A child's hand is open with his fingers spread. Using the 5-Finger-Retell strategy is great for building reading comprehension skills.

5 Finger Retelling to Strengthen Reading Comprehension Skills

At 6 years of age, your child is likely working on reading comprehension strategies in school. To help support your little one's progress, employ the 5 Finger Retell whenever you read your daily story at home. Due to the visual nature of this activity, it's something your child can remember easily, can take with them wherever they go, and with regular practice, they'll be able to efficiently summarize stories in no time!

How to Use the 5 Finger Retell Strategy

After reading your story, pull out your fiver fingers and start with the thumb. Each finger represents an aspect of the story.

  1. Thumb - Use this finger to represent characters. Put up your thumb and ask, "Who were the characters in the story?"
  2. Pointer Finger - This finger represents the setting. Put up your pointer finger and ask, "Where did the story take place?"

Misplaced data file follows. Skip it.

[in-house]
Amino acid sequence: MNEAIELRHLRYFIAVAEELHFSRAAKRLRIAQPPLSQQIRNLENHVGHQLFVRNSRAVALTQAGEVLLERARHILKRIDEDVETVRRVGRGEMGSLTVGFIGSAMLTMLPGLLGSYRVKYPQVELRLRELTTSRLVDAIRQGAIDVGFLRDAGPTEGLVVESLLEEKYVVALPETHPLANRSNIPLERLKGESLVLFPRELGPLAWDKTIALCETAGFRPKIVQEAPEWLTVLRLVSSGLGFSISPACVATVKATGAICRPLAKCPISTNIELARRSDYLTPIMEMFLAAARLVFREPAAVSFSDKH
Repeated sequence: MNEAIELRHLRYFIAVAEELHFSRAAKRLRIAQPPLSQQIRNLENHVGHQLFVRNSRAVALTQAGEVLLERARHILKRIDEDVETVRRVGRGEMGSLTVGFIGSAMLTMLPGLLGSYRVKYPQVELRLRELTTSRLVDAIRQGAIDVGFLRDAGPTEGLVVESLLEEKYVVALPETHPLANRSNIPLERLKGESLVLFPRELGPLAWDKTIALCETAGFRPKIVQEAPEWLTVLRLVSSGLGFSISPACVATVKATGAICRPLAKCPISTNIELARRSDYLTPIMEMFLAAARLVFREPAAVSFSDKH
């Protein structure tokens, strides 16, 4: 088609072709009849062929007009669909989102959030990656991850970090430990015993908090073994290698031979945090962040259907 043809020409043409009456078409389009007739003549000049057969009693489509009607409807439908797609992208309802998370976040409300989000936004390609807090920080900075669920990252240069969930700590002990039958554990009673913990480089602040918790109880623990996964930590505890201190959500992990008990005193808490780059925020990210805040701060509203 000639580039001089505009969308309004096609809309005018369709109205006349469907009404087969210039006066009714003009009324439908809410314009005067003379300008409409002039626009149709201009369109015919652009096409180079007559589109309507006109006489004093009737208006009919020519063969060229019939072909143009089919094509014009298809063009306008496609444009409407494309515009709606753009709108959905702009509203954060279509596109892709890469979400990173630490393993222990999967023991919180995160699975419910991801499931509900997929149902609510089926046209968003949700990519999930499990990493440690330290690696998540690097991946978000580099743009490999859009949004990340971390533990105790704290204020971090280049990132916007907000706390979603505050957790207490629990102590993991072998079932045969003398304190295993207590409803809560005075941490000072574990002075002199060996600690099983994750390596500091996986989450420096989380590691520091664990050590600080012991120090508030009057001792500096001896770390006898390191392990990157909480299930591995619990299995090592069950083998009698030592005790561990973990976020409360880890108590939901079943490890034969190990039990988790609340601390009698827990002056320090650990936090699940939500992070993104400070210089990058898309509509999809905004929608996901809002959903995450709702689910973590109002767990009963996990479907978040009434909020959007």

3. Middle, Ring, & Pinkie Fingers - The next 3 fingers represent events in the story. Pointing to each finger one at a time, ask your child to recall an event in the beginning, middle, and end of the story.
  4. Palm - This portion of the hand will represent how the story made you feel or a personal connection with the story. You can point to your palm and ask, "How did the story make you feel?" or, "Did this story remind you of anything?" For example, if the story was Little Red Riding Hood your child may make a connection to their personal life like, "It reminded me of when Grandma was sick and we brought her soup."

How This Method Helps

By practicing this simple exercise at home, your child will become accustomed to looking at their hand as a reminder when they need to recall story details in the future, like in the classroom. This skill lays down the foundation for great reading comprehension that will serve them well in the future. From here, they can work on summarizing, listing events in chronological order, and drawing inferences. When you first begin using this method, use your own hand as a model and have them follow along with you. After several practices, they should be able to employ this method independently. Don't forget to shower them with tons of praise when they do it all on their own!

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